FAITH TESTED BY FIRE, AND PRAYER AS A NUCLEAR BOMB
In April, our parish executive received some unexpected news: an Orthodox Christian foundation which had generously supported our mission work would not be continuing their sponsorship for 2018. They were undertaking some new, more ambitious (and indeed, more generous) work for the Church, and resources did not allow them to support both areas of ministry.
For us, this news came as a shock. Not only had our Hamilton parish appreciated the help of this foundation, it had allowed us enough stability to undertake the ambitious mission work of purchasing and renovating St. George's in Brantford. It had helped support a visiting priest, as well as helped equip the new altar for services.
Yet the surprise of this news reminded us of other events: the unexpected nature of our own first church building; and also, the surprise arrival two years ago of a church in Brantford - a second mission which we weren't looking for. None of this had been planned for, or budgeted, yet it had all happened, and it was all sustained, despite our apparent human inability to make it work.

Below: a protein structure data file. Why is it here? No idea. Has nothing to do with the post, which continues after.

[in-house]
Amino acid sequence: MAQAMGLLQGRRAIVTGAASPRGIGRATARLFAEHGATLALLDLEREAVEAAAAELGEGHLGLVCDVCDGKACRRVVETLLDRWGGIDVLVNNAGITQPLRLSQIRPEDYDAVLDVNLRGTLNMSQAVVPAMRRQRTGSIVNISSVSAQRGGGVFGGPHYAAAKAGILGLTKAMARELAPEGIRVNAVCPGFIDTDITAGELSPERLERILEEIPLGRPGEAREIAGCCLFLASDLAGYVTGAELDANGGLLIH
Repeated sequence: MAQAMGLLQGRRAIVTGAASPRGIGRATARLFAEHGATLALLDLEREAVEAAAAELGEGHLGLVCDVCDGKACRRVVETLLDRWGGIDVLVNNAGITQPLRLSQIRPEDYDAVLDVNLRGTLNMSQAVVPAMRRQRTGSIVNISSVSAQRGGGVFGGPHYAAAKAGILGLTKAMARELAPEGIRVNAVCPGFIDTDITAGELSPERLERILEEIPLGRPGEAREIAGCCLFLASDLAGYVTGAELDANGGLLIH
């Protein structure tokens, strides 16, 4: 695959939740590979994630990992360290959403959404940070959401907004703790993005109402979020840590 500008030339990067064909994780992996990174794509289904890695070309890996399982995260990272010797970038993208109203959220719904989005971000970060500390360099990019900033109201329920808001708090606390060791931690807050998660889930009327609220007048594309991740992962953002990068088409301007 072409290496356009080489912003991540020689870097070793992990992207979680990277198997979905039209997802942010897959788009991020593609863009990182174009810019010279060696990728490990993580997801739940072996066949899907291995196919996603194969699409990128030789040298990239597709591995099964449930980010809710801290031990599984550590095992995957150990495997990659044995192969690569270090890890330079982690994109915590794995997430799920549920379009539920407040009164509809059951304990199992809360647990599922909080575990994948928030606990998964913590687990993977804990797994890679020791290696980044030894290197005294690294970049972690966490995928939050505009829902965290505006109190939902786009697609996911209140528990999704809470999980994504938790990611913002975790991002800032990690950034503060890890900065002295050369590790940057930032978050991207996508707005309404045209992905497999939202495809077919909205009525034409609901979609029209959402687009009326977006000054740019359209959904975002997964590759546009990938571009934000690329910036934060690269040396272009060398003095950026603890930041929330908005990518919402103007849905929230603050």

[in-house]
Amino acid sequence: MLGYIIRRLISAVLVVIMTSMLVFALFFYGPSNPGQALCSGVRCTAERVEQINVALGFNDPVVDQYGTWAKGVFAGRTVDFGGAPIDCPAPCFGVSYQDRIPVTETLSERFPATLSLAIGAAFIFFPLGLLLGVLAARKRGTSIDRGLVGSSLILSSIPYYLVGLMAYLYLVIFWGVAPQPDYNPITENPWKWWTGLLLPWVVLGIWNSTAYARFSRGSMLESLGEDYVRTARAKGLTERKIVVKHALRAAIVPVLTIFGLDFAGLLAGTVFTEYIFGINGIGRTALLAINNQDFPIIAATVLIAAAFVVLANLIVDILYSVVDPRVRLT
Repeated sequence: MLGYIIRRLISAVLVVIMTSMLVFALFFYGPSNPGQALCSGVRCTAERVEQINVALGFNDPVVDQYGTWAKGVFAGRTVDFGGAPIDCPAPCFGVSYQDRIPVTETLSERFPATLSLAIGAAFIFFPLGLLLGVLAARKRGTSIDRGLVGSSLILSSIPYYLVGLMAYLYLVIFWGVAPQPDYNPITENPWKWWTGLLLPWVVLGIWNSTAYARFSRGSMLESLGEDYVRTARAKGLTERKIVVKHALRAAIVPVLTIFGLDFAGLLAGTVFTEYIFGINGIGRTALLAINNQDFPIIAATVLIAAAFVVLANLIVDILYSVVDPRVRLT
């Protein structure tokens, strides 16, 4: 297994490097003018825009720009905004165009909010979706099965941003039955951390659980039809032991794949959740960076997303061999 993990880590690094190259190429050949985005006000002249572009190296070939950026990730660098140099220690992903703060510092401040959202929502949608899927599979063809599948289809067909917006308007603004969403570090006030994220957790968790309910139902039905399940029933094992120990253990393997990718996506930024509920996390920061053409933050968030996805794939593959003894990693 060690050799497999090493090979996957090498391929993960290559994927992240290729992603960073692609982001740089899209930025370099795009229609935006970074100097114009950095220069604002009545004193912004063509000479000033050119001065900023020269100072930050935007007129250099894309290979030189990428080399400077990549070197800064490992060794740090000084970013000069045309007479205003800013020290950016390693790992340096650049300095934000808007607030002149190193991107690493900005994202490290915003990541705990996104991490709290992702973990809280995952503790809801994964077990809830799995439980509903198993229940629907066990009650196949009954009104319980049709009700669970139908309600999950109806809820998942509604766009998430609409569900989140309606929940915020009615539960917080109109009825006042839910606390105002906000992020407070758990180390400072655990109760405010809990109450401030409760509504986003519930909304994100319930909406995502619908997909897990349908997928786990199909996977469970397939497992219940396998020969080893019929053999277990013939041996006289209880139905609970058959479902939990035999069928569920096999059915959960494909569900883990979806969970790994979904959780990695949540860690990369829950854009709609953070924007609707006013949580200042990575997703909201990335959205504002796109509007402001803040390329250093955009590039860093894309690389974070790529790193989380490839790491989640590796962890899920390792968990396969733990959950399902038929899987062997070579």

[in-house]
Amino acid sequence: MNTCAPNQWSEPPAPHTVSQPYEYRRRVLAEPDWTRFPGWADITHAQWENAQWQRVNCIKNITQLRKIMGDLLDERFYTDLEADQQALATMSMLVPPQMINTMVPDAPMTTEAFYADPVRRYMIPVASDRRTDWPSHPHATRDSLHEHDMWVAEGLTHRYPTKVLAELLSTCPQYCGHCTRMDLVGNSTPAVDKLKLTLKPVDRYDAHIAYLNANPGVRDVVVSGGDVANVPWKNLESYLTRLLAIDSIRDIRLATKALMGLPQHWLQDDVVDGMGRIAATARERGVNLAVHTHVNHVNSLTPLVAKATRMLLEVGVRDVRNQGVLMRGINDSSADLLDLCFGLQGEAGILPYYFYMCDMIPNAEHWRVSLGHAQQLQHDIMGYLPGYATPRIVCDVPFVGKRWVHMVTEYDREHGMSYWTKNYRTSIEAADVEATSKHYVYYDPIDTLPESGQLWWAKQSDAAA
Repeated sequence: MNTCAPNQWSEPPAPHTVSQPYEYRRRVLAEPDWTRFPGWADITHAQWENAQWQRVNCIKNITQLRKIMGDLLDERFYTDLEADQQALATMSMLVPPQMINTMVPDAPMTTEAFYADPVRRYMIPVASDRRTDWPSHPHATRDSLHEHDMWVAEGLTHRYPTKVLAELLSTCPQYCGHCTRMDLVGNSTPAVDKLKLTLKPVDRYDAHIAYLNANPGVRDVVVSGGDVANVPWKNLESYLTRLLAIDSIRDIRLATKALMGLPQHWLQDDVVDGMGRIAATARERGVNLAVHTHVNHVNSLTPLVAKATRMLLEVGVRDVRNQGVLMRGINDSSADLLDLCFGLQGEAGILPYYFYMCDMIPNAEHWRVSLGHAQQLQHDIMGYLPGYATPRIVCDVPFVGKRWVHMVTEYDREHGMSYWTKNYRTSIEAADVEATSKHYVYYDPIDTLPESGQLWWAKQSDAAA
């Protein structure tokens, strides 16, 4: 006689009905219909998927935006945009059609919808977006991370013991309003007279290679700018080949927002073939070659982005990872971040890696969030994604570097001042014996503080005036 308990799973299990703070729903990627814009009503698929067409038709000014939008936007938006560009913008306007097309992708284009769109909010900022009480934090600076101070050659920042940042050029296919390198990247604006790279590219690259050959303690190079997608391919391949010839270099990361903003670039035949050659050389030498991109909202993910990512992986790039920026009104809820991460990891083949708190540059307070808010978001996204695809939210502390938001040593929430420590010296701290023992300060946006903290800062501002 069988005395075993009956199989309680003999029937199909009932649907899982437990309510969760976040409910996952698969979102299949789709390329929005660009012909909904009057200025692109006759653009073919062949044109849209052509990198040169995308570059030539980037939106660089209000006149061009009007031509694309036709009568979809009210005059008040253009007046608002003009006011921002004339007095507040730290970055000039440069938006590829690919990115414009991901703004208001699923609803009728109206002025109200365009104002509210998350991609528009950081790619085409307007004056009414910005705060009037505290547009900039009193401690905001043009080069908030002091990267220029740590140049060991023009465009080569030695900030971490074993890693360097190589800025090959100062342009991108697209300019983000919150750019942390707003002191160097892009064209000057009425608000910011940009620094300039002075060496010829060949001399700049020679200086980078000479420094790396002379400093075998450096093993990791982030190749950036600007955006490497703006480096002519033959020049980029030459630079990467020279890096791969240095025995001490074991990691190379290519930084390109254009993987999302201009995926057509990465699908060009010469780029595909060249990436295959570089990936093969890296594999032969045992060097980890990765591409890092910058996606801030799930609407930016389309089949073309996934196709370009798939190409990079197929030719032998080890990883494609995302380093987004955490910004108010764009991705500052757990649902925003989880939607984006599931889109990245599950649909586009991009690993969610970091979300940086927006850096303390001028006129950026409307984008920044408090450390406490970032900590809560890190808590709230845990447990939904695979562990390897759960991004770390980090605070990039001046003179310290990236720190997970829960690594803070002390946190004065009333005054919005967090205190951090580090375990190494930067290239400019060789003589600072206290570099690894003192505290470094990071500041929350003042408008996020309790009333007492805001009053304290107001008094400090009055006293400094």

Faith in God means depending on Him at times when there is nothing humanly possible to do to help ourselves. In some cases, it takes unexpected events like these to reveal to us the reality that our plans are usually built on sand, and that God holds everything in His hands.
To suggest our parish leadership is not wondering how we will navigate the road ahead would be incorrect - we do wonder, and sometimes, we worry. Yet one hopeful sign of strengthening faith is an absence of panic and trust in God's immense power, and love for us.
A Greek grandmother once told me, "Prayer is a nuclear bomb!" - she had learned from experience how to trust God. We are now beginning to learn this, too, and remain confident that in the months remaining in 2018, we too will know such spiritual "nuclear bombs", in numerous and unexpected ways.